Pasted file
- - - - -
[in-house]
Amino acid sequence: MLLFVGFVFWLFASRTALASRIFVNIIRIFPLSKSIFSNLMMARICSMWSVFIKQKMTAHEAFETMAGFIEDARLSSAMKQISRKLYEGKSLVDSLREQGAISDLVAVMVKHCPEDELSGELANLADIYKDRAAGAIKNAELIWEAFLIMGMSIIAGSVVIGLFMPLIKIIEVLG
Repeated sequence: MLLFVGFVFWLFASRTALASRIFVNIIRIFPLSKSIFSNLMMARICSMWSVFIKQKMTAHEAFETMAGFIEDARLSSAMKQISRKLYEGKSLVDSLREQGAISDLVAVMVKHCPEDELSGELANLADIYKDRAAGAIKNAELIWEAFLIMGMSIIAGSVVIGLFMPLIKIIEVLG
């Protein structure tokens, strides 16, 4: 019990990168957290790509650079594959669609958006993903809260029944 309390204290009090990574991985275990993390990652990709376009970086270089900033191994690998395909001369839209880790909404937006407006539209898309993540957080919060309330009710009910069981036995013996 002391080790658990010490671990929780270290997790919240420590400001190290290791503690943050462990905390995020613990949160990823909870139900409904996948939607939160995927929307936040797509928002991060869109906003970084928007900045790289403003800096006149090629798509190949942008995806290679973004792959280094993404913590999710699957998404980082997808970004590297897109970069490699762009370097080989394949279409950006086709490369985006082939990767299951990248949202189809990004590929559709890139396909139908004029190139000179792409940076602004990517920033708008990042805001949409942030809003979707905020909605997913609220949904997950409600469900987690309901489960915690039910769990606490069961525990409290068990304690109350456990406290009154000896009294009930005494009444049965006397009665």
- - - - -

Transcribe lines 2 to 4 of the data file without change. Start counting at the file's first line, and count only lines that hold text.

Amino acid sequence: MLLFVGFVFWLFASRTALASRIFVNIIRIFPLSKSIFSNLMMARICSMWSVFIKQKMTAHEAFETMAGFIEDARLSSAMKQISRKLYEGKSLVDSLREQGAISDLVAVMVKHCPEDELSGELANLADIYKDRAAGAIKNAELIWEAFLIMGMSIIAGSVVIGLFMPLIKIIEVLG
Repeated sequence: MLLFVGFVFWLFASRTALASRIFVNIIRIFPLSKSIFSNLMMARICSMWSVFIKQKMTAHEAFETMAGFIEDARLSSAMKQISRKLYEGKSLVDSLREQGAISDLVAVMVKHCPEDELSGELANLADIYKDRAAGAIKNAELIWEAFLIMGMSIIAGSVVIGLFMPLIKIIEVLG
């Protein structure tokens, strides 16, 4: 019990990168957290790509650079594959669609958006993903809260029944 309390204290009090990574991985275990993390990652990709376009970086270089900033191994690998395909001369839209880790909404937006407006539209898309993540957080919060309330009710009910069981036995013996 002391080790658990010490671990929780270290997790919240420590400001190290290791503690943050462990905390995020613990949160990823909870139900409904996948939607939160995927929307936040797509928002991060869109906003970084928007900045790289403003800096006149090629798509190949942008995806290679973004792959280094993404913590999710699957998404980082997808970004590297897109970069490699762009370097080989394949279409950006086709490369985006082939990767299951990248949202189809990004590929559709890139396909139908004029190139000179792409940076602004990517920033708008990042805001949409942030809003979707905020909605997913609220949904997950409600469900987690309901489960915690039910769990606490069961525990409290068990304690109350456990406290009154000896009294009930005494009444049965006397009665």